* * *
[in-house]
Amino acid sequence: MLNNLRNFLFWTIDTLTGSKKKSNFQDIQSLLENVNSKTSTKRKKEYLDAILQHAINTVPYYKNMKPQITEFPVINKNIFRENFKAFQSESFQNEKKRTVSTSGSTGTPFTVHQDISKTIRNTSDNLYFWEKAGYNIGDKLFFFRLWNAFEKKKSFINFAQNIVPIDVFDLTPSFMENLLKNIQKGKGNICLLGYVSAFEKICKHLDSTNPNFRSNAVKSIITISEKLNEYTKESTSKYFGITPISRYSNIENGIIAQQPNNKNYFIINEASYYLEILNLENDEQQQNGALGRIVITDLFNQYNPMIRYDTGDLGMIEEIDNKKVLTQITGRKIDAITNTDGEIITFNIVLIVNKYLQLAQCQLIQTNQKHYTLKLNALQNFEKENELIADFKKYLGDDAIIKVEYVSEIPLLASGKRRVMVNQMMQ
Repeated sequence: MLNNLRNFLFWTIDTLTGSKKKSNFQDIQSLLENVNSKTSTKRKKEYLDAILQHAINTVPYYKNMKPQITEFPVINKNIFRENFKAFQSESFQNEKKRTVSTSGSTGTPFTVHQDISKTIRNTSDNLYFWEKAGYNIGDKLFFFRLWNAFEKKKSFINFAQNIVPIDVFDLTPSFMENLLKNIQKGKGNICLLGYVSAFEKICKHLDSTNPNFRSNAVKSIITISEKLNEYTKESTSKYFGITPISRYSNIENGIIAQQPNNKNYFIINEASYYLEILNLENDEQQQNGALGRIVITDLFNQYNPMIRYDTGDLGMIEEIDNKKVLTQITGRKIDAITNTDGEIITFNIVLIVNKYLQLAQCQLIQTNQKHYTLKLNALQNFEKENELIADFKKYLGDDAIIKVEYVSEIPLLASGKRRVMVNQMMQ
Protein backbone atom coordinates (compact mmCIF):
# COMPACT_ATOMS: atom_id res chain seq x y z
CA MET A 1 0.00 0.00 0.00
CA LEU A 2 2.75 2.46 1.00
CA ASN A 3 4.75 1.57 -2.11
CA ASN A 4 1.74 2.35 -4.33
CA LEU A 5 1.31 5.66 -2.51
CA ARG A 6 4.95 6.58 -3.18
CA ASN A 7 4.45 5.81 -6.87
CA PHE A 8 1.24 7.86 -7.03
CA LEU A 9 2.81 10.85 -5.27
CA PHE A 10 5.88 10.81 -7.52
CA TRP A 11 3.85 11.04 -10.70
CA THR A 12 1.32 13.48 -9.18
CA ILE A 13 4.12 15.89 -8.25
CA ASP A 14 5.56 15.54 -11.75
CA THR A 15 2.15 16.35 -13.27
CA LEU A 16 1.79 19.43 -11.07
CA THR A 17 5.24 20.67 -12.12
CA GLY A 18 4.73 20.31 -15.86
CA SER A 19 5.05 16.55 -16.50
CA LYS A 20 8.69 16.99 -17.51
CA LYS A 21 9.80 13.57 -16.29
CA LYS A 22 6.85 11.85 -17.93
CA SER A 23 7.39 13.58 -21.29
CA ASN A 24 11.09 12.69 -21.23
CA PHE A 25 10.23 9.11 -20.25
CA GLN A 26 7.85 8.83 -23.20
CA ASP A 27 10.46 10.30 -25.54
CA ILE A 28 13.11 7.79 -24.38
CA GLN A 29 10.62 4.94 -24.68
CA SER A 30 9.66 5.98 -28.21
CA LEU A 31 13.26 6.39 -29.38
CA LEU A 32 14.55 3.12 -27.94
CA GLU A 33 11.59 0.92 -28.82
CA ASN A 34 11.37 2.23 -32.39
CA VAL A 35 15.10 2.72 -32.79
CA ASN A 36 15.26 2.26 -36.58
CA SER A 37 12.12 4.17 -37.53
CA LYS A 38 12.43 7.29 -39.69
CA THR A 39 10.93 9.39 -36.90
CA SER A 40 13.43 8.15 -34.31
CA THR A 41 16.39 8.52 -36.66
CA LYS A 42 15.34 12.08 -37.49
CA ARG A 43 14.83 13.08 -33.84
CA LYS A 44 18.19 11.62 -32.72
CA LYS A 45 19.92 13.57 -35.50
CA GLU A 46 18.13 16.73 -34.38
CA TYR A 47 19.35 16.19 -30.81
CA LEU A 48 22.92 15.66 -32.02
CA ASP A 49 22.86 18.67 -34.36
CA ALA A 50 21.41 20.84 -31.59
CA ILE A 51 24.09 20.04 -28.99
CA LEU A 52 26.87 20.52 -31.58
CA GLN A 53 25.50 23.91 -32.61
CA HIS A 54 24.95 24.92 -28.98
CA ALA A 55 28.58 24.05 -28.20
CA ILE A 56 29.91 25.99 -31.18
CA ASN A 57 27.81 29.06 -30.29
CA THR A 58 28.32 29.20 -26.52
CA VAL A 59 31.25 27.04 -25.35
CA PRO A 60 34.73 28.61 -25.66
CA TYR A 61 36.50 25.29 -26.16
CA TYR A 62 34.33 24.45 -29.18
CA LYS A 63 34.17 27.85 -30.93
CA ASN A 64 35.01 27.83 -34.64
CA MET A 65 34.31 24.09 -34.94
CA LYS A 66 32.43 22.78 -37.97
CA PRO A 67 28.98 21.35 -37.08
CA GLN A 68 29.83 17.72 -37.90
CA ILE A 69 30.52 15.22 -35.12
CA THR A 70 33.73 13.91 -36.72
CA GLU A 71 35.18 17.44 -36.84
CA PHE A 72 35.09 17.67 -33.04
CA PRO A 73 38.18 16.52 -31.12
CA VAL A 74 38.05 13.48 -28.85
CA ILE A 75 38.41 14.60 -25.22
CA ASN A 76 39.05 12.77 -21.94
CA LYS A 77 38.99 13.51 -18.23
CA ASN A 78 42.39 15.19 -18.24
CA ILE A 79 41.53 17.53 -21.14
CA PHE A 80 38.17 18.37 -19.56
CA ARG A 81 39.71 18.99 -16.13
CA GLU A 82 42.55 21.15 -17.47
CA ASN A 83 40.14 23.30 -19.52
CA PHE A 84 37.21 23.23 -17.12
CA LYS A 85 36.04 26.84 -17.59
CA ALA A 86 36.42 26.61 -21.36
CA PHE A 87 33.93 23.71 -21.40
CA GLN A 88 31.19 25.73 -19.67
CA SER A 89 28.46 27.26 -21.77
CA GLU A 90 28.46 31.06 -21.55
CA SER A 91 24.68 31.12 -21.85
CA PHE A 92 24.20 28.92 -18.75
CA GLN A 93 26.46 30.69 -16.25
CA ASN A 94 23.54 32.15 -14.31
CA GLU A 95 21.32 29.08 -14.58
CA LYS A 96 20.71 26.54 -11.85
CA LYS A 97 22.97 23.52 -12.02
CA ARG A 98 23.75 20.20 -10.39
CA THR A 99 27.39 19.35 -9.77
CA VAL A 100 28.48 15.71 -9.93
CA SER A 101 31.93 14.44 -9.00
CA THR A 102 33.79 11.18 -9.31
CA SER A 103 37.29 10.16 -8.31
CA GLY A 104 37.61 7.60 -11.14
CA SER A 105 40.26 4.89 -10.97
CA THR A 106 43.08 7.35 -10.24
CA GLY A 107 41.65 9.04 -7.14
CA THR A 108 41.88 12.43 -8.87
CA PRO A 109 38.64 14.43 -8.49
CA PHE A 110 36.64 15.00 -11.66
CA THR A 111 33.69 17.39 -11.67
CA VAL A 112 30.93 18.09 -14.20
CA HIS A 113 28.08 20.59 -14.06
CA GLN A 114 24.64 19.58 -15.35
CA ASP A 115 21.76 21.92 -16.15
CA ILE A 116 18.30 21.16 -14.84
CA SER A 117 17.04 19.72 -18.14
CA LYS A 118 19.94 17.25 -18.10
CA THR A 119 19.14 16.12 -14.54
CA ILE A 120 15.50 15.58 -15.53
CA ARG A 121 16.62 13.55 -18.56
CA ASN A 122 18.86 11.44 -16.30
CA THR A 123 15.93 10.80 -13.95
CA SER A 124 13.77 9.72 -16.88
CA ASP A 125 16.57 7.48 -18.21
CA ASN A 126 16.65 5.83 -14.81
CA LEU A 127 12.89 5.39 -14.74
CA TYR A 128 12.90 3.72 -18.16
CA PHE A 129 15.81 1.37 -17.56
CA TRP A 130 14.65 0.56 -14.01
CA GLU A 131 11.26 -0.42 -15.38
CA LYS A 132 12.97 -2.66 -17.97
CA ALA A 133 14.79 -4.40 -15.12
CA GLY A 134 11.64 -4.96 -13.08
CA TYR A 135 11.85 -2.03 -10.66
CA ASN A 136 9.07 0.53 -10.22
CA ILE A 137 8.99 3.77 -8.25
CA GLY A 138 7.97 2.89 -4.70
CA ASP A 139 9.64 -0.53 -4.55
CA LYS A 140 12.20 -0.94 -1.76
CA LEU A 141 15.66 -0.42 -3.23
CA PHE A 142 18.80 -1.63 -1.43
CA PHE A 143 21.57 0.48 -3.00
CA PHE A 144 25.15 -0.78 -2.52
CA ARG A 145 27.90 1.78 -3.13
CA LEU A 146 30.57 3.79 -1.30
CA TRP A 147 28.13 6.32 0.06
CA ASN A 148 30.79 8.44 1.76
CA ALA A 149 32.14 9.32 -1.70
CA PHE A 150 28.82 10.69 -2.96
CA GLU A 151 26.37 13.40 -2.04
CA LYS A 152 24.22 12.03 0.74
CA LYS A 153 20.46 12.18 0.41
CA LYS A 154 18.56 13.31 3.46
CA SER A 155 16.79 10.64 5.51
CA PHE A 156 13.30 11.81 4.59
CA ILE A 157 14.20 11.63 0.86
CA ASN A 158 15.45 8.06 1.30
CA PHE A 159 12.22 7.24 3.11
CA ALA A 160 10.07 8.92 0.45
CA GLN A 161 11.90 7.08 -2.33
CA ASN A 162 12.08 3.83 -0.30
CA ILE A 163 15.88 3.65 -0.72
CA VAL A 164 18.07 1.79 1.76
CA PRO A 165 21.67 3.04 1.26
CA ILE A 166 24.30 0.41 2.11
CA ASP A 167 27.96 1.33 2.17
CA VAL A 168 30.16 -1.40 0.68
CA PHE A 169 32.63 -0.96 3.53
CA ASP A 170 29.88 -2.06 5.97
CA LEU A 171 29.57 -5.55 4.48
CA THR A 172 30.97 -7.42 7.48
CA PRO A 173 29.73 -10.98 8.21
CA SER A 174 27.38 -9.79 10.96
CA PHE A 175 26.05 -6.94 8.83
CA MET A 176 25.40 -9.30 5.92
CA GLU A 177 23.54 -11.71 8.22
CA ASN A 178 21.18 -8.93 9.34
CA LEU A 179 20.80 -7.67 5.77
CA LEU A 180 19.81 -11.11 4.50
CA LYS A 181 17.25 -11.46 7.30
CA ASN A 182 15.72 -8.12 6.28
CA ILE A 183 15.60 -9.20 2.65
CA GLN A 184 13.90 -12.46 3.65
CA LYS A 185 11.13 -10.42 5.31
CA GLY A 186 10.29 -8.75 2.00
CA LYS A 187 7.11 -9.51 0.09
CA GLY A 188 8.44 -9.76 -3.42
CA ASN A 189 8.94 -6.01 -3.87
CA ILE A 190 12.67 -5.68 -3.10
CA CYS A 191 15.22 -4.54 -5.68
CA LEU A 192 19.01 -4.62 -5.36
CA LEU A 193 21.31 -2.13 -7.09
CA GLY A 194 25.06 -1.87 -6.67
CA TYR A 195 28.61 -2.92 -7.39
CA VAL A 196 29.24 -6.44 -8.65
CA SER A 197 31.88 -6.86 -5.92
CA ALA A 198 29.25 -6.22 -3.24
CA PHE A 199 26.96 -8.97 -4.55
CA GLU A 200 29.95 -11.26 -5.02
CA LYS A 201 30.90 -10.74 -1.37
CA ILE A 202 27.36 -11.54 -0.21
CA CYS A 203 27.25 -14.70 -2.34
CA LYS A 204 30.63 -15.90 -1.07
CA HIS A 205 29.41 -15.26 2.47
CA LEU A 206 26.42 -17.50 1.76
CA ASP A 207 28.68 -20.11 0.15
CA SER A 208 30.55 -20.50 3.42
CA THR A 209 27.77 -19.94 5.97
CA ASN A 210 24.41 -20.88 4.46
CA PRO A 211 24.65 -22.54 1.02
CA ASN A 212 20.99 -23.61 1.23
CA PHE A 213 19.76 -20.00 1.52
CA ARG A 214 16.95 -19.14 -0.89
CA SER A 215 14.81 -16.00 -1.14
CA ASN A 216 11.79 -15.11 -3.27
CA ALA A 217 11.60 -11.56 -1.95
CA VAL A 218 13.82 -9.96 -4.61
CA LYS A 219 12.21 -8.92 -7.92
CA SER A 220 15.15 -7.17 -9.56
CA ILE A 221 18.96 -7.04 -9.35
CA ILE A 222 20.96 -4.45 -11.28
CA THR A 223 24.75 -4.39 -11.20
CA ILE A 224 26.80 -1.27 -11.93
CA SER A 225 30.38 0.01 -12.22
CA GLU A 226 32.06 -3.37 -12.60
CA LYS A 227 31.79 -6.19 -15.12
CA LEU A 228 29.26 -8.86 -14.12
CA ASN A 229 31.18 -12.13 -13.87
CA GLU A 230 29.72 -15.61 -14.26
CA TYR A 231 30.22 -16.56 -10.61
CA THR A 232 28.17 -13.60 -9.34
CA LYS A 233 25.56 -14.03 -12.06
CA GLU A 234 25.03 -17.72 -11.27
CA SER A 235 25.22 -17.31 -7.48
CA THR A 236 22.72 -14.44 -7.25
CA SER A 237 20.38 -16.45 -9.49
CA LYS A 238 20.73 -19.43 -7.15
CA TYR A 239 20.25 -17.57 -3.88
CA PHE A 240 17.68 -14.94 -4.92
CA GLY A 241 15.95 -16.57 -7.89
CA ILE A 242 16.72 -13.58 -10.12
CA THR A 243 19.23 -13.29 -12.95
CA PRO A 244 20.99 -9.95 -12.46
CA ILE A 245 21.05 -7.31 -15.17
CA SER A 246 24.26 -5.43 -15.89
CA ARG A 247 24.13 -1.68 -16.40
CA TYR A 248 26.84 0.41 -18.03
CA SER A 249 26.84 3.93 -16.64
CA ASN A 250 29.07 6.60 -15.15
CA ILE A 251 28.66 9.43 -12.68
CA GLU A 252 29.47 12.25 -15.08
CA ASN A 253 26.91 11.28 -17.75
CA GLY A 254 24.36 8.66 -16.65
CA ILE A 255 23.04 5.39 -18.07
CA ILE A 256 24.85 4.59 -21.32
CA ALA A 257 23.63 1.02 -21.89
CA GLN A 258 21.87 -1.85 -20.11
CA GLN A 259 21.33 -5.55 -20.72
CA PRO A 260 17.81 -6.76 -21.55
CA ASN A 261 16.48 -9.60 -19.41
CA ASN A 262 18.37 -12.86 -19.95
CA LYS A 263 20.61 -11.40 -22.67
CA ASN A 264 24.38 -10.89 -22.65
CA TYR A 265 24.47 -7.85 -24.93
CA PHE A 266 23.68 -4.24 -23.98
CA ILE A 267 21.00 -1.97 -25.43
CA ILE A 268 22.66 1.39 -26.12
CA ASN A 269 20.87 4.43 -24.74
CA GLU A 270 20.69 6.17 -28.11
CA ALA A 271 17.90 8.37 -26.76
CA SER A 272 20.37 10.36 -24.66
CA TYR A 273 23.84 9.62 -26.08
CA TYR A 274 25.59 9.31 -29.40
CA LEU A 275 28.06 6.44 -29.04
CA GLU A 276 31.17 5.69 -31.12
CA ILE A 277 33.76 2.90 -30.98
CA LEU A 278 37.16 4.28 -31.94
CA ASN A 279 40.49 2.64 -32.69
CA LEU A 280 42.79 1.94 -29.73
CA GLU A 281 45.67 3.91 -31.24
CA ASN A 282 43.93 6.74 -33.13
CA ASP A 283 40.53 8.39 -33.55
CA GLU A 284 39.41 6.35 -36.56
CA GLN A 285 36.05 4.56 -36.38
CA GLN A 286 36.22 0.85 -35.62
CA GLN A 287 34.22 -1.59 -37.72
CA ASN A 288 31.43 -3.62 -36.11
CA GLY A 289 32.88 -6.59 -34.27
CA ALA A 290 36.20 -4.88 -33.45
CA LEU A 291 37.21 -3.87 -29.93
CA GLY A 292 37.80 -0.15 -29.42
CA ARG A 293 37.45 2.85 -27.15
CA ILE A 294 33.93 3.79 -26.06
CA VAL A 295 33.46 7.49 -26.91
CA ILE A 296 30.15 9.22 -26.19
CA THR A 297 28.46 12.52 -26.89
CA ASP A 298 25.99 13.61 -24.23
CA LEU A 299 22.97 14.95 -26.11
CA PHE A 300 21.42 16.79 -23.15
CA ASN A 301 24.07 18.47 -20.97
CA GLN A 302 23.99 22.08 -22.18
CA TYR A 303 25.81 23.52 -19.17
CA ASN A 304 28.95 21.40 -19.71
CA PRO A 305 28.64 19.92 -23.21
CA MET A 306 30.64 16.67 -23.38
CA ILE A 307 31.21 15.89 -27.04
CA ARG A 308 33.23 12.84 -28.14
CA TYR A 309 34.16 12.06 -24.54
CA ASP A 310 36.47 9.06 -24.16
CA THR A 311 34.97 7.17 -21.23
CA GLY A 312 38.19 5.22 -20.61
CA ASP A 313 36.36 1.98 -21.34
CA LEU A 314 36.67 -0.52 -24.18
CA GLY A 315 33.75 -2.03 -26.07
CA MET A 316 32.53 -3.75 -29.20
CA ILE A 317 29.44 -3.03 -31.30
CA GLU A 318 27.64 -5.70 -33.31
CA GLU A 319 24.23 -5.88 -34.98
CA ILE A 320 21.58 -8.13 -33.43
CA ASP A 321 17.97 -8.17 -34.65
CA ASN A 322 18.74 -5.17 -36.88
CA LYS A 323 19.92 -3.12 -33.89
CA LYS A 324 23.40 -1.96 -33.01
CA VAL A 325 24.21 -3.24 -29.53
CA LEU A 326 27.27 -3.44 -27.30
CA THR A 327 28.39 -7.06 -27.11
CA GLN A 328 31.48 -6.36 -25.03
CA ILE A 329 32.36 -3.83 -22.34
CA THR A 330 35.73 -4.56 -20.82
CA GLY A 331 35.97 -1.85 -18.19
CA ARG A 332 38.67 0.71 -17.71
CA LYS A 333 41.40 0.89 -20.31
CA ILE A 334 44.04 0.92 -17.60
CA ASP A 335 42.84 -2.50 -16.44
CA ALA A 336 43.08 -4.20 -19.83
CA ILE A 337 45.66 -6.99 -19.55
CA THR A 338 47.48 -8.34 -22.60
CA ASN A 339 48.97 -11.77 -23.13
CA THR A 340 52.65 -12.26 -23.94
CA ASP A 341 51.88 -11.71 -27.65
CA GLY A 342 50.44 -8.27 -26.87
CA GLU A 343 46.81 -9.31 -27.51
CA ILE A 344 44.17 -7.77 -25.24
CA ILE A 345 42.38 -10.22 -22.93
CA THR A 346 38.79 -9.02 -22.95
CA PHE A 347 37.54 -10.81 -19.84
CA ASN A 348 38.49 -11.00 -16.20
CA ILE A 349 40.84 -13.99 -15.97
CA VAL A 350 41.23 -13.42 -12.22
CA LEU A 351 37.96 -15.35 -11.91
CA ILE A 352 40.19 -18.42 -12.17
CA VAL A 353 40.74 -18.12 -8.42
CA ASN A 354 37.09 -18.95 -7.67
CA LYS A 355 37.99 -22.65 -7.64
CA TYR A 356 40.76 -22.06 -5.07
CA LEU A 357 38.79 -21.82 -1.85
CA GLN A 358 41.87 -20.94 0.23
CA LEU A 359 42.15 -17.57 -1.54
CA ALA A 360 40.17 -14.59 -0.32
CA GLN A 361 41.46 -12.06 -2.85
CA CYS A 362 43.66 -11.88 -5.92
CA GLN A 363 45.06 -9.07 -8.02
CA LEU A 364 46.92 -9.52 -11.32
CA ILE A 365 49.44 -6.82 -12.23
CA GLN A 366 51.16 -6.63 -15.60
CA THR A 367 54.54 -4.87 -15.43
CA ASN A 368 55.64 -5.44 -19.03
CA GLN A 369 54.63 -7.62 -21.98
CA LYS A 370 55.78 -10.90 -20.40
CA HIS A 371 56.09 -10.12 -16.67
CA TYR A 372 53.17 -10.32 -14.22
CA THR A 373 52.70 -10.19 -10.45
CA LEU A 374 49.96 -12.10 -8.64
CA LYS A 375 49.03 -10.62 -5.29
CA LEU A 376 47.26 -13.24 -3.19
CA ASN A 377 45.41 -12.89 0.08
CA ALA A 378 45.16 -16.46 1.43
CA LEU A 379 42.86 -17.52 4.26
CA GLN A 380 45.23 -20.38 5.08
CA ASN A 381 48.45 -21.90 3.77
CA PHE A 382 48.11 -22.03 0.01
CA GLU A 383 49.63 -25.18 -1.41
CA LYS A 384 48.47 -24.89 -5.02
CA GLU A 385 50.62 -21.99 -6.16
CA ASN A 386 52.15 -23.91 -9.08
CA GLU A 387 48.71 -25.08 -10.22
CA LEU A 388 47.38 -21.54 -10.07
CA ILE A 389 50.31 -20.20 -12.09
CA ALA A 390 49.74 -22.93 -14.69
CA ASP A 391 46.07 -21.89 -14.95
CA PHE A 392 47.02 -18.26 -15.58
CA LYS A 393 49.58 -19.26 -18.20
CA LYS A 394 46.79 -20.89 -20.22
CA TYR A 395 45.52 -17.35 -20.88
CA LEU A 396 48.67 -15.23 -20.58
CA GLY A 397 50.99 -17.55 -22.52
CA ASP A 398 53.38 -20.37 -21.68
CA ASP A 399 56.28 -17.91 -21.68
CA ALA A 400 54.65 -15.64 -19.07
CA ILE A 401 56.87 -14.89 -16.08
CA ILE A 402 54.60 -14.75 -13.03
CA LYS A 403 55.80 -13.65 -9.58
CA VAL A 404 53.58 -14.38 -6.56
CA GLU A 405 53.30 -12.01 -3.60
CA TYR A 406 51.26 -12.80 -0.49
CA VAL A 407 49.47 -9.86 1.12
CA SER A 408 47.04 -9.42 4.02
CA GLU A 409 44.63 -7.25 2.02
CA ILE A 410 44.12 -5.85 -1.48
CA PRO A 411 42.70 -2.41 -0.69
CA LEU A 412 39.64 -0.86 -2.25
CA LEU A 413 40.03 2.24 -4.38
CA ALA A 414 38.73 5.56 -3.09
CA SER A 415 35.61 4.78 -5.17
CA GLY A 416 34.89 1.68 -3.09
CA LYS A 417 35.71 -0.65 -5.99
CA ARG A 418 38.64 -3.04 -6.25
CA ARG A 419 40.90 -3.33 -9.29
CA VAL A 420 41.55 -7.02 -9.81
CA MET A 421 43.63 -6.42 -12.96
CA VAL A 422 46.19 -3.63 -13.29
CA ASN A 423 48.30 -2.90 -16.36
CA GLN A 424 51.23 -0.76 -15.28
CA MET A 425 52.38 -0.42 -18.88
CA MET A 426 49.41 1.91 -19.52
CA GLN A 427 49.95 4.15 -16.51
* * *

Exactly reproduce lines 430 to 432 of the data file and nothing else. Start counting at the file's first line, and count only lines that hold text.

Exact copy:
CA MET A 425 52.38 -0.42 -18.88
CA MET A 426 49.41 1.91 -19.52
CA GLN A 427 49.95 4.15 -16.51